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Life in northern Nigeria is particularly hard, here the communities live in a semi-deserted rural area and most of the population makes ends meet through assisted agriculture. Due to the lack of refrigerators, food spoilage is a major problem in remote locations like this one.
In 1990, Mohammed Bah Abba, to improve the living conditions of his people in Nigeria, built and distributed at his expense, more than 10,000 pots, real green refrigerators which do not need any kind of electricity to work. Abba's work was awarded by Rolex, the watch manufacturing company, so Mohammed Bah Abba was one of the few recipients of the Rolex award.
THE vases of Abba they consist of two terracotta containers, one inside the other, separated by a layer of sand. Pots covered with a wet patch are placed in a well-ventilated area. The water filters towards the surface of the outer vessel and quickly evaporates in the dry desert air, thus, the water present in the vessel and the food it contains, cool.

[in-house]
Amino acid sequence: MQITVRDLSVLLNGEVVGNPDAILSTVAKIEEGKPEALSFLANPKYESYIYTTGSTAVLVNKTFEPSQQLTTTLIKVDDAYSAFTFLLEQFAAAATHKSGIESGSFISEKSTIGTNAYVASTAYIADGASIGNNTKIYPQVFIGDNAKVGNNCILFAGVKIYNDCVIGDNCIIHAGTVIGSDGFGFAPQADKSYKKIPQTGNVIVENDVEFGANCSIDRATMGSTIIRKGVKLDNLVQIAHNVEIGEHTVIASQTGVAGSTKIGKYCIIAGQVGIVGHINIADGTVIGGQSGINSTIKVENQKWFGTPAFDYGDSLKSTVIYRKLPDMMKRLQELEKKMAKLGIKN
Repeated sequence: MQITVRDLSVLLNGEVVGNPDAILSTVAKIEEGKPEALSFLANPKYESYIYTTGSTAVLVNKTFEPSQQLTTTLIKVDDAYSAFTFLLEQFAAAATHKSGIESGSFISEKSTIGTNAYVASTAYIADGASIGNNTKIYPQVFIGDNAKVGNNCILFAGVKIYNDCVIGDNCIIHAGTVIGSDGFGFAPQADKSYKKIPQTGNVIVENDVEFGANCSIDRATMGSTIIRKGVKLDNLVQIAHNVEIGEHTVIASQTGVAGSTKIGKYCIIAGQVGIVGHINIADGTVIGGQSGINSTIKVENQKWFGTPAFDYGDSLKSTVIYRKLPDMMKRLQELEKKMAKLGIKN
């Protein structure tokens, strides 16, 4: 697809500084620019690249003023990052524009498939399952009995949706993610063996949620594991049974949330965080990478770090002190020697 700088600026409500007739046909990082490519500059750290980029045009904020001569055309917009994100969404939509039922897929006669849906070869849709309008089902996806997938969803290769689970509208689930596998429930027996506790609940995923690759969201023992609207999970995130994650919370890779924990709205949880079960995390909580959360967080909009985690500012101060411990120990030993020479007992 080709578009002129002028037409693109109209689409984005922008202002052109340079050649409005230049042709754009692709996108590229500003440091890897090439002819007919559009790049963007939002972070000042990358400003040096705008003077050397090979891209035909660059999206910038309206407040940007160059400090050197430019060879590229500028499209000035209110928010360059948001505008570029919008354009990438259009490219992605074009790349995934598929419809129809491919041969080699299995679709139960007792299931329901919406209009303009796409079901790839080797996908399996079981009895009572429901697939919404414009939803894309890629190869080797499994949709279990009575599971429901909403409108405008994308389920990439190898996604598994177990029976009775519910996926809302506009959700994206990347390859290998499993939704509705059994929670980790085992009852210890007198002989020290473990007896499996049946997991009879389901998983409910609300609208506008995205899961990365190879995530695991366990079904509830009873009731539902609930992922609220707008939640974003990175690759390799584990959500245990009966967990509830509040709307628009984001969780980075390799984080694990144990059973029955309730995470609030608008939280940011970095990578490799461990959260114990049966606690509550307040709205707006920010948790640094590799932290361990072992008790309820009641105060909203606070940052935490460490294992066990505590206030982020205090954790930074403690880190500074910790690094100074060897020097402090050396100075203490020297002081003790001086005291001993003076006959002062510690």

Following a similar thermodynamic principle, Caterina Falleni, an Italian researcher, designed a green refrigerator baptized Freeijis. The green refrigerator by Caterina Falleni, has the characteristics of a perfect refrigeration apparatus for storing fruit and vegetables.
Freeijis, the modern version of the Abba vase
Like the Abba vase, the green refrigerator by Caterina Falleni consists of two containers; We see an external container in terracotta and an internal one in aluminum. Between the two containers there is a cavity that contains the water intended to evaporate.
The Abba vase has served as inspiration in many areas. Exist drip coolers that successfully exploit the same principle, these are cheap air conditioners that see a continuous dripping of water that wets a thatched roof or other porous material. When the air passes through the humid material it cools and that's it.